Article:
The National Day of Silence Aims To Give Virginia Area LGBTQ Youth a Voice
On April 11th, thousands of middle school, high school and college students will protest anti-LGBTQ bullying by keeping their mouths shut.
Students will speak with neither friends, foes nor teachers. Their only form of communication will be a card they hold explaining their choices. The goal? Combat the silence that befalls many LGBTQ students due to harassment.
The effort is sponsored by the Gay, Lesbian and Straight Education Network (GLESN), which, according to its website, is the “leading national education organization focused on ensuring safe schools for all students.”
In 1999, the organization “identified the need for national data on the experiences of lesbian, gay, bisexual, and transgender (LGBT) students.” Since then, GLESN has conducted a “Student Climate Survey” every two years. The survey shows decreasing levels of anti-LGBTQ bullying in schools, but the fact remains that secondary schools are far from a safe haven for LGBTQ youths.
According to the survey, almost 85 percent of students frequently heard “gay” used in a negative way by their peers, and nearly 60 percent of students heard homophobic remarks and negative comments about gender expressions from teachers and staff. 82 percent of LGBTQ students had been verbally harassed in the past year due to their sexuality, and nearly 40 percent were physically harassed.
“ROSMY’s experience working with local LGBTQ youth has affirmed this data,” said Beth Panilaitis, executive director of Richmond Organization of Sexual Minority Youth (ROSMY). “Not only does the Day of Silence help educate about these issues, it also highlights the solutions. Students are safer when their schools implement comprehensive anti-bullying policies, support GSAs and train their staff through programs like ROSMY’s Institute for Equality. The Day of Silence helps us make progress in creating safe schools for LGBTQ youth.”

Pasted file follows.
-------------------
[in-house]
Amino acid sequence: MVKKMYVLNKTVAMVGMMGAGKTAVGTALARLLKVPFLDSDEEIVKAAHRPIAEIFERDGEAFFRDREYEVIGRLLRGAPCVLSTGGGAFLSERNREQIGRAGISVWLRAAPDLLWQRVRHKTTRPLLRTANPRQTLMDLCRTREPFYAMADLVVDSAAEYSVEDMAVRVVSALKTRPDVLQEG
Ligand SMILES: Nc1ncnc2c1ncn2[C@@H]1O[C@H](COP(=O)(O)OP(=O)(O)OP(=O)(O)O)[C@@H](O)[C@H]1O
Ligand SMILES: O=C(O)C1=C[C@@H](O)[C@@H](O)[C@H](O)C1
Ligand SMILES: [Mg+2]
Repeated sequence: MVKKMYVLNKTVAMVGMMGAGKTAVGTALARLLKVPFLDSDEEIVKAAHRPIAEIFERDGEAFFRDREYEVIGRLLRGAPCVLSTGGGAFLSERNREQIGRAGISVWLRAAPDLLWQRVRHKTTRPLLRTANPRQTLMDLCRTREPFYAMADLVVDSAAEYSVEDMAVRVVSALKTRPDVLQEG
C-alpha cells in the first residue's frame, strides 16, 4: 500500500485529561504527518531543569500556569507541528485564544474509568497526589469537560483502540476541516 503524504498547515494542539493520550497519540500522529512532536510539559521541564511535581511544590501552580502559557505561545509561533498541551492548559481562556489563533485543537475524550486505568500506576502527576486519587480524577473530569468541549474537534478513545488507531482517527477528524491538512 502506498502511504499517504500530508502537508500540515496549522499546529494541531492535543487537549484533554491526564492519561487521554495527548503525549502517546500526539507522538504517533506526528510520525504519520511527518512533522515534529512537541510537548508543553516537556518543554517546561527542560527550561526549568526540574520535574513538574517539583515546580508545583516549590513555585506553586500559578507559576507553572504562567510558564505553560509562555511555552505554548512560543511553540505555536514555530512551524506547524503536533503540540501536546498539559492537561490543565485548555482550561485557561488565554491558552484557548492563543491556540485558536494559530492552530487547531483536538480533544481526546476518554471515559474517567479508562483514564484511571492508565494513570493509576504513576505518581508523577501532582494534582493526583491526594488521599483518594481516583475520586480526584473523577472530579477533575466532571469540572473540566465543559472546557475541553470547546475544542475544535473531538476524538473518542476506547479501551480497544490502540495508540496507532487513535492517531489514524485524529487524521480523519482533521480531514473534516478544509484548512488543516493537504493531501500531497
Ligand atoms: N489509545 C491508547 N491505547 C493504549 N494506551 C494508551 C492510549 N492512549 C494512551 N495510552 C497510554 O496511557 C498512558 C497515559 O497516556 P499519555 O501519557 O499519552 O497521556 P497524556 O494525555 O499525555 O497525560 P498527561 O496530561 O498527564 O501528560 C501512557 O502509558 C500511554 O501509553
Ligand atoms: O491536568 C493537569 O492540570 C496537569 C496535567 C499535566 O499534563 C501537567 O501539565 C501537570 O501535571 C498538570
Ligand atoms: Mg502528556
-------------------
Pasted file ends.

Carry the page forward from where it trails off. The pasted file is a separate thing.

Students around the country see the serious need for both LGBTQ students and their allies to take a stand against LGBTQ harassment, and bullying in general.
“Day of Silence is to me the biggest and most important event that we do, and it helps bring support to the kids that stay quiet when they get bullied and picked on [sic],” said Terrell Mitchell, an 18-year-old student at Yorktown High School. Mitchell said his school is very supportive of the event. “They are with [sic] us every step of the way.”
The movement was founded in 1996 by then University of Virginia student Maria Pulzetti.
“I wanted to do something for BGLAD [Bisexual Gay Lesbian Adolescent Drop-in] week that would impact many people at the school and that would be very visible,” said Pulzetti in an interview Oasis Journal . “I knew that if we held panel discussions and events like that, the only people who would come would be the people who already were fairly aware. I also wanted to event to involve straight allies.”
Students who participate in the Day of Silence force everyone around them to take notice. “Day of Silence is a day of not just silence, but a day to stop bullying and to help be the voice of someone who [sic] can not find their own [sic],” said Mitchell.
According to the event’s website, National Day of Silence is now the largest “student-led action towards creating safer schools for all.”
Day of Silence will happen tomorrow, April 11, at schools across the nation. Information about the event can be found on its website.
Hello everyone, We in PFLAG Richmond want to wish all of you a happy and healthy New Year. For our next meeting, we are honored to welcome Trish Boland, Co-Chair of the Richmond Chapter of the Gay, Lesbian, & Straight Education Network (GLSEN). GLSEN’s mission is to ensure that every student in every school is [...]January 4, 2016
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